Sharpton was uncharacteristically diplomatic in how he addressed the relationship between Obama and Jackson, noting that after Dr. King had helped Carl Stokes become the first Black mayor of Cleveland, he was excluded from the victory celebration.

“The misnomer is that students watching think because you weren’t at the party that you had nothing to do with the achievement,” Sharpton said. “Don’t get confused by the invitation list to the party with those who created what you are celebrating.”

At the tribute to Jackson, he was celebrated for developing a long list of leaders, including Sharpton, Former Secretary of Labor Alexis Herman, political strategist Donna Brazile, activist Marcia Dyson, Assistant Agriculture Secretary Joseph Leonard, Black Leadership Forum Executive Director Gary Flowers, ACLU Washington Director Laura W. Murphy and Lezli Baskerville, president of the National Association For Equal Opportunity (NAFEO).

Rev. Freddie Haynes of Dallas, in what he called an oratorical thank-you note to Rev. Jesse Jackson, spoke about the impact of Jackson’s presidential campaigns.

Looking at Jackson, he recalled: “After your speech I was in the barber shop – and you know how we kick it in the barber shop in the ‘hood – and some brothers were talking about, ‘Did you hear Jesse?’ Jesse. Jesse. Jesse. And I wasn’t feeling them disrespecting Rev. Jesse Jackson like that. So I said, ‘Do you know Rev. Jesse Jackson?’ And the brother jumped right back at me and said, ‘I don’t know Jesse, but Jesse knows me.’”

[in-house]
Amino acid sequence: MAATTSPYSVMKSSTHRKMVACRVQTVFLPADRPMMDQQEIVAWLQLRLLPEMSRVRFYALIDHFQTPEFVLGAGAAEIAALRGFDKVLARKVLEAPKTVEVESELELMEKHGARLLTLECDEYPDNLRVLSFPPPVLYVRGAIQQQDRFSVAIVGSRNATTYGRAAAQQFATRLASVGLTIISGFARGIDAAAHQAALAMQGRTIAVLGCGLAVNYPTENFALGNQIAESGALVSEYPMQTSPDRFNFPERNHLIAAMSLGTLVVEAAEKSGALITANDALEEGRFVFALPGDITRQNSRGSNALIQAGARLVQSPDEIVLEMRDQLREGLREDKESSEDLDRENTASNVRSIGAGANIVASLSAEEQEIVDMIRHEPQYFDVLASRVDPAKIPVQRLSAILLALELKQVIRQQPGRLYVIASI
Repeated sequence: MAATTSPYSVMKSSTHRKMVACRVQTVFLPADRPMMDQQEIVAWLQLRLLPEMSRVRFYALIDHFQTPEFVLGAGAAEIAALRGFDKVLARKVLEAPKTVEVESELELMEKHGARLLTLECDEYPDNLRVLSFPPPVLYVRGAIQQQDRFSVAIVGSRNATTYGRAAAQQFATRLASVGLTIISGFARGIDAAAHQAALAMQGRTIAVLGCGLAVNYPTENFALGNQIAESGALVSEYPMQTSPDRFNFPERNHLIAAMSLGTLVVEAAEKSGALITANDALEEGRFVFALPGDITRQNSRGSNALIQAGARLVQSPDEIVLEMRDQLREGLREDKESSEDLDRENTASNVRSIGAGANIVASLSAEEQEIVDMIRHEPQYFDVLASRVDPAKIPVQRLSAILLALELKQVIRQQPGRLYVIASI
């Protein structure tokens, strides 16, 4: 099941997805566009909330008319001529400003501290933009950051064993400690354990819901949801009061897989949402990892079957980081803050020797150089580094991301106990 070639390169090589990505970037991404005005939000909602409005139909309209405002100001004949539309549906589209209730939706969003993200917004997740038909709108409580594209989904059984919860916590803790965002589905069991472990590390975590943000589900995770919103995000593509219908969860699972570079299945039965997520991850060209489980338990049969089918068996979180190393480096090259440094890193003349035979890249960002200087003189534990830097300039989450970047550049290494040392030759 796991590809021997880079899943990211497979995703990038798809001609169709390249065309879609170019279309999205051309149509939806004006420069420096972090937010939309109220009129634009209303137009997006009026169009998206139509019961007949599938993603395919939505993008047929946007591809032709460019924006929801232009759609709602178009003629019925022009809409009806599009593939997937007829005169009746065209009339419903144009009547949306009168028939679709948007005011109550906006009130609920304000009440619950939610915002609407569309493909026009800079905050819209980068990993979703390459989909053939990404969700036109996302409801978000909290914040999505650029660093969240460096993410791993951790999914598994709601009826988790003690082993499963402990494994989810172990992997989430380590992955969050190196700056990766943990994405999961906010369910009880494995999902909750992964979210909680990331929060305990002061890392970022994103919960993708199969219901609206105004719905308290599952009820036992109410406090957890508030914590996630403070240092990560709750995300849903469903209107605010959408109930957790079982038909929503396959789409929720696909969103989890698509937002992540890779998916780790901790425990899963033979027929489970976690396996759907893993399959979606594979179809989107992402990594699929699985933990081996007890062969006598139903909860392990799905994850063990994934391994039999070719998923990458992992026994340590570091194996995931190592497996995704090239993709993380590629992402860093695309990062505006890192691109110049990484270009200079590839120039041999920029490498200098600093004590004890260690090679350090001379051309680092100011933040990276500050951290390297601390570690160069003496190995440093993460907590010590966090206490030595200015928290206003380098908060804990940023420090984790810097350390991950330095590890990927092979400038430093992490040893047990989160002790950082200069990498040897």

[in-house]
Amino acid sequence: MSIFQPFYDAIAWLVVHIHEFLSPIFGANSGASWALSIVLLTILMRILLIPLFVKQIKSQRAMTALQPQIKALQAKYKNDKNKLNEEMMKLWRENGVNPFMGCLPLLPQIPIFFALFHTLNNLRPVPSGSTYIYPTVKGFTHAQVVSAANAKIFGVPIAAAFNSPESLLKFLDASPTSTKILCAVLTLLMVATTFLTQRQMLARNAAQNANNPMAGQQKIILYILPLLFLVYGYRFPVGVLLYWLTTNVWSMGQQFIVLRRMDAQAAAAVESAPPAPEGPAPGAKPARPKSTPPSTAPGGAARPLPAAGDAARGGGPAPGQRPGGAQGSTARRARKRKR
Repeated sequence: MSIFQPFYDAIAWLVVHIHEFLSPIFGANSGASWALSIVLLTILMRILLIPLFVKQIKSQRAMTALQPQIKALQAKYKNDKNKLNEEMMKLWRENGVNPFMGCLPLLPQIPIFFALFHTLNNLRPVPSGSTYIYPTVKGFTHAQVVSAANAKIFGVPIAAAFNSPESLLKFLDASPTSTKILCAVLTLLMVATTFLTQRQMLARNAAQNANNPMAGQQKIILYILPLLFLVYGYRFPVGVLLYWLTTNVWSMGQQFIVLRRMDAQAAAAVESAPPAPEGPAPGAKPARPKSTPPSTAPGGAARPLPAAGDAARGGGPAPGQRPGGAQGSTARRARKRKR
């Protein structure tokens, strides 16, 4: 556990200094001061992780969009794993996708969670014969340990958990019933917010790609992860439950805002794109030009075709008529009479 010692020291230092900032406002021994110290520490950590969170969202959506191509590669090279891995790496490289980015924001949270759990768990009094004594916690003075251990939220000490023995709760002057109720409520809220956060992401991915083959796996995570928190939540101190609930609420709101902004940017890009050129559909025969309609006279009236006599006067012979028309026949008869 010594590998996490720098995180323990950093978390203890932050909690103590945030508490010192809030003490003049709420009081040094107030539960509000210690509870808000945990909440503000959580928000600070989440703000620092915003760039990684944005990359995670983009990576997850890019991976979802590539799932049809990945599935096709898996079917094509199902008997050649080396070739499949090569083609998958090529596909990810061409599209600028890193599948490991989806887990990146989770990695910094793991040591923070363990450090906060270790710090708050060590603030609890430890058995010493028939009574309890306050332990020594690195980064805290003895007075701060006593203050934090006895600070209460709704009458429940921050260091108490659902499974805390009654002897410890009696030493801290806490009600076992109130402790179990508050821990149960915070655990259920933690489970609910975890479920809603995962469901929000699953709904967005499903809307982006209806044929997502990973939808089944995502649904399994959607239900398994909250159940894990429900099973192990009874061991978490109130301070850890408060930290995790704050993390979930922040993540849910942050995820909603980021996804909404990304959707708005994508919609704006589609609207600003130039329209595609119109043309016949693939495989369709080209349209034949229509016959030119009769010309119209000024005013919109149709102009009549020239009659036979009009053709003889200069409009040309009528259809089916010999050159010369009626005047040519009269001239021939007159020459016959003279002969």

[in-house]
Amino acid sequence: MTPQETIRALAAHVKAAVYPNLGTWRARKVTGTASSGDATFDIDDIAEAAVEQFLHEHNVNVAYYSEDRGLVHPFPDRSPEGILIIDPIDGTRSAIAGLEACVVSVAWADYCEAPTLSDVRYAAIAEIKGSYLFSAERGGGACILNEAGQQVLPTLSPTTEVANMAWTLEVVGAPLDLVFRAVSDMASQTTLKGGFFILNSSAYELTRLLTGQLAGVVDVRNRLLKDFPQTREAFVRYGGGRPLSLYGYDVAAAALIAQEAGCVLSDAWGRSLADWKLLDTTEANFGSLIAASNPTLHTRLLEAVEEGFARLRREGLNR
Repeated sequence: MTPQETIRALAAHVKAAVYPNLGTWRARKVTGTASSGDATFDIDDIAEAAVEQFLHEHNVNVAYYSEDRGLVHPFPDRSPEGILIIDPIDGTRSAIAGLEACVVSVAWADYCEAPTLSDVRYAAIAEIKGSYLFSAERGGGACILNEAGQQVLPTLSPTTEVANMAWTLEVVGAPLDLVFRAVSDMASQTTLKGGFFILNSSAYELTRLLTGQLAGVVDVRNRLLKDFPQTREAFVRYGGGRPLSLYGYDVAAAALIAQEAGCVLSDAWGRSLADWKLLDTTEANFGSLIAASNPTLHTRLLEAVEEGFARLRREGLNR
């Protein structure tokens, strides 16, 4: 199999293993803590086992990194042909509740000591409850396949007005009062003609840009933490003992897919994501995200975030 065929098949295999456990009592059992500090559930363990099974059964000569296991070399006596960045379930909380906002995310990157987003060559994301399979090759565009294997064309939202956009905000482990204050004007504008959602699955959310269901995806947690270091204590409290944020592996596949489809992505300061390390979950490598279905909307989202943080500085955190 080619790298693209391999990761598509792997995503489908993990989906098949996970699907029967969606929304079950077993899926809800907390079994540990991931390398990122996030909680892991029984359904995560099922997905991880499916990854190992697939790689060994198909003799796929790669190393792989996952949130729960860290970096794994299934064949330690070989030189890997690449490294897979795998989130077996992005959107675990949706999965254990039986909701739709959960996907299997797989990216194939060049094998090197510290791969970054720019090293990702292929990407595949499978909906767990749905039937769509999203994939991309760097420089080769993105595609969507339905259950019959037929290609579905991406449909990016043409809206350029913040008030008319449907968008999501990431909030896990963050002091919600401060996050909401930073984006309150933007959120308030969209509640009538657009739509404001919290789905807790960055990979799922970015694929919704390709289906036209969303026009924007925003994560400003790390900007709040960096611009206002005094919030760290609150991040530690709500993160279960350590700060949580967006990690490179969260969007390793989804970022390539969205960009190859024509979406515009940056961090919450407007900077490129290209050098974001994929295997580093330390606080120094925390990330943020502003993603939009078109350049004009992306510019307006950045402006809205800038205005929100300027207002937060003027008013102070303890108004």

Sharpton said Jesse Jackson led the way in urging children to spend less time in front of TV, curbing violence in the Black community and getting youth to believe that “I Am Somebody.”

Sharpton stated, “In many ways, I would say that from the economic fights from the end of the decade he started in the ‘70s to the political empowerment that resulted in the first Black attorney general and the first Black president to the whole concept of coalition building, he has defined the last part of the 20th century and the first part of the 21st century.”

Michael Eric Dyson put it this way: “Like Muhammad Ali, he shook up the world.”

George E. Curry, former editor-in-chief of Emerge magazine and the NNPA News Service, is a keynote speaker, moderator, and media coach. He can be reached through his Web site, www.georgecurry.com You can also follow him at www.twitter.com/currygeorge.

Pat Buchanan: An Unrepentant Racist

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(NNPA) Pat Buchanan’s latest book, Suicide of a Superpower, is a continuation his long-running racist, sexist, anti-immigrant and anti-Semitic rants that should have disqualified him long ago from masquerading as a respectable paid political pundit on MSNBC.

ColorOfChange.org, a group dedicated to Black political and social change, is circulating a petition asking MSNBC to immediately fire Buchanan. In a memo to its members, dated Oct. 31, it said: “If Buchanan didn’t have a powerful media platform, he’d be just another person with outdated, extremist ideas. But it’s irresponsible and dangerous for MSNBC to promote his hateful views to an audience of millions.”